by Staff Writer
Babies and toddlers are filled with curiosity and are ready to learn about the world. Toys help little ones develop problem solving and motor skills, all while allowing their imaginations to soar. The best baby toys require children to use more than one sense at a time; new sounds and textures will encourage children to explore the world around them. Be creative; many ordinary household items can be the best kind of learning toys.
Wood blocks: Building blocks are one of the most versatile toys for small children. Blocks encourage pre-toddlers to develop fine motor and basic spatial reasoning skills. Building blocks with printed letters and numbers are also a good introduction to basic literacy and math.
Water toys: Water toys provide a very tactile way for children under two to learn new concepts. A set of plastic stacking cups in the bath or a bucket of water and a shovel in the sandbox are fun ways to help children explore concepts of volume, texture, and simple physics.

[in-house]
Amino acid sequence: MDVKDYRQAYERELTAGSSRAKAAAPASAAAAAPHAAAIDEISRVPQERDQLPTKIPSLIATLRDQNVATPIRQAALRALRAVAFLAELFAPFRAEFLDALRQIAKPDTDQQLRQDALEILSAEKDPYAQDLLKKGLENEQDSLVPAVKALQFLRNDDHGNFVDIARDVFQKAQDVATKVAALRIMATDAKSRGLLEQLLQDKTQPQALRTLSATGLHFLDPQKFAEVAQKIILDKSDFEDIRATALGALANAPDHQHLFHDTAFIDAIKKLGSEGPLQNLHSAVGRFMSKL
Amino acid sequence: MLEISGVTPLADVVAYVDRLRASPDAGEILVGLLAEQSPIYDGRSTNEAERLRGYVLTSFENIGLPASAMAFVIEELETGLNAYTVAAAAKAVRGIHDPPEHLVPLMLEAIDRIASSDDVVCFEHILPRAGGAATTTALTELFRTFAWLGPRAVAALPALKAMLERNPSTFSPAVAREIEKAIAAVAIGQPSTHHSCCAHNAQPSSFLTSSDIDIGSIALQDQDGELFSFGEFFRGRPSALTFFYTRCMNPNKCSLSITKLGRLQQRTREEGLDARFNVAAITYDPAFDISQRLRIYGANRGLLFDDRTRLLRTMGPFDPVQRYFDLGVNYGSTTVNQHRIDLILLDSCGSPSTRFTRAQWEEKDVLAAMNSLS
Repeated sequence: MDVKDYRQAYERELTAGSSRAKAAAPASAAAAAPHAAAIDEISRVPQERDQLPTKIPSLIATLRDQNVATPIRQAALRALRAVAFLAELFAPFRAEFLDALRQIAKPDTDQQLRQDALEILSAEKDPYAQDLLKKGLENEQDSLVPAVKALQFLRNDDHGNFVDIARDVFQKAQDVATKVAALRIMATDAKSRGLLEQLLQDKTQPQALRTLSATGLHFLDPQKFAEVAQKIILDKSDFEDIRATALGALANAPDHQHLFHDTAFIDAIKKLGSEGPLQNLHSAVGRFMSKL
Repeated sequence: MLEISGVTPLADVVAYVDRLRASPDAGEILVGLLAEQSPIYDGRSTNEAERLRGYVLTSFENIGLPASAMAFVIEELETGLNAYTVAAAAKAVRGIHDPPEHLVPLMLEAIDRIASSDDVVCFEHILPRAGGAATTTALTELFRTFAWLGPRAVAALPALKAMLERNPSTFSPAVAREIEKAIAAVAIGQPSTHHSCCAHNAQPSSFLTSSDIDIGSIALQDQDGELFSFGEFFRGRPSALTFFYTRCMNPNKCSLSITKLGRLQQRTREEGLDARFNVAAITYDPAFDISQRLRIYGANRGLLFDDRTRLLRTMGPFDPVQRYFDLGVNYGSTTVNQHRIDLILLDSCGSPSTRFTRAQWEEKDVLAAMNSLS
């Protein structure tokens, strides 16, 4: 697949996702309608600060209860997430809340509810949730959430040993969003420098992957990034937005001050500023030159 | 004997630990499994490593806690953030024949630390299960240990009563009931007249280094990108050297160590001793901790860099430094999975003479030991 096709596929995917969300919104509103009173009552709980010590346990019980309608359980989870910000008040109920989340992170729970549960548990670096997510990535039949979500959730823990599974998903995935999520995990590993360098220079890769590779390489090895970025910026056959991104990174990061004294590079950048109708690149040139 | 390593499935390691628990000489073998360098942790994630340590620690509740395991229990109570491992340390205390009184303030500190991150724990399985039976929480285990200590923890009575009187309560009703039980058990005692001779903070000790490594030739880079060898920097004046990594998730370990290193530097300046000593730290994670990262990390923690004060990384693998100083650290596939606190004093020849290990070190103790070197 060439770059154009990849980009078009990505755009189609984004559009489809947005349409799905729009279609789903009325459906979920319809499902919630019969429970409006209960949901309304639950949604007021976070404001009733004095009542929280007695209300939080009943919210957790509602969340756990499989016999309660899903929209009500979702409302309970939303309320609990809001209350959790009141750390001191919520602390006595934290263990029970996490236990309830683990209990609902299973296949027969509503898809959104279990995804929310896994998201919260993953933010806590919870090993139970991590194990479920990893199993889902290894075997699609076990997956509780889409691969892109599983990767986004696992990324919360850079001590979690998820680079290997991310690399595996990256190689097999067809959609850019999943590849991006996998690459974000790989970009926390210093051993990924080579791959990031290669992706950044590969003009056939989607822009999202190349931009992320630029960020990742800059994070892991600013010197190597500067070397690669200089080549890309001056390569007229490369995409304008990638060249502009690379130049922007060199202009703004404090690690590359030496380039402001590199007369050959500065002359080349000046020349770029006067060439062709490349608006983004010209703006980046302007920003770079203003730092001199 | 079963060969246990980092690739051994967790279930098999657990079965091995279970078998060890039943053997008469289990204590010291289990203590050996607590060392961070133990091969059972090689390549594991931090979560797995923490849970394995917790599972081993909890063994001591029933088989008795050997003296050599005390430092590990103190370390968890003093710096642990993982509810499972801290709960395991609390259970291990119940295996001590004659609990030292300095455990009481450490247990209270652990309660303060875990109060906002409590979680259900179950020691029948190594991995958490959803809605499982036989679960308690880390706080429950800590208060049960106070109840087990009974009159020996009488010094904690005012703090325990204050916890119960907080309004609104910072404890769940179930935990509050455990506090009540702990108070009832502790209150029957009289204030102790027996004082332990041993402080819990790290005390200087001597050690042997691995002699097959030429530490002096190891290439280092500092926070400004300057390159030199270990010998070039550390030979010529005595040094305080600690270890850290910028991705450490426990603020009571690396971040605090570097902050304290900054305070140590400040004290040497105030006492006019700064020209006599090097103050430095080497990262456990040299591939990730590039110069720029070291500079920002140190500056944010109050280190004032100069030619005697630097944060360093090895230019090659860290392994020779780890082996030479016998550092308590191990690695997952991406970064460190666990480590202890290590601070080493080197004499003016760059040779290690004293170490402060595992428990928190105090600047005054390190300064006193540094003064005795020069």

Wood puzzles: Puzzles are a great way for children to develop problem-solving skills. Start with wooden puzzles with just three or four large pieces depicting animals or other well-known shapes. The pictures on the puzzle will encourage shape recognition and memory. As the child's abilities improve, slowly add puzzles with more pieces to his collection. Children with undeveloped motor skills can work on puzzles with pegged pieces.
Toy bricks: Watch children get creative with large, interlocking bricks or blocks made of plastic, cardboard, or rubber. These colorful pieces have tabs that hook onto each other and allow kids to build sturdy structures. These help kids develop measurement and fine motor skills.
Pots and wooden spoons: You can find all sorts of toy combinations in your own household to entertain and teach your child. While it may sound like just noise to you, an impromptu drum set may be the best kind of toy to your child. These toys will help your child learn rhythm, counting, and hand-eye coordination. Remember, children learn by watching but also by doing. Teach your kids what to do, then watch as they take it a step further and experiment on their own.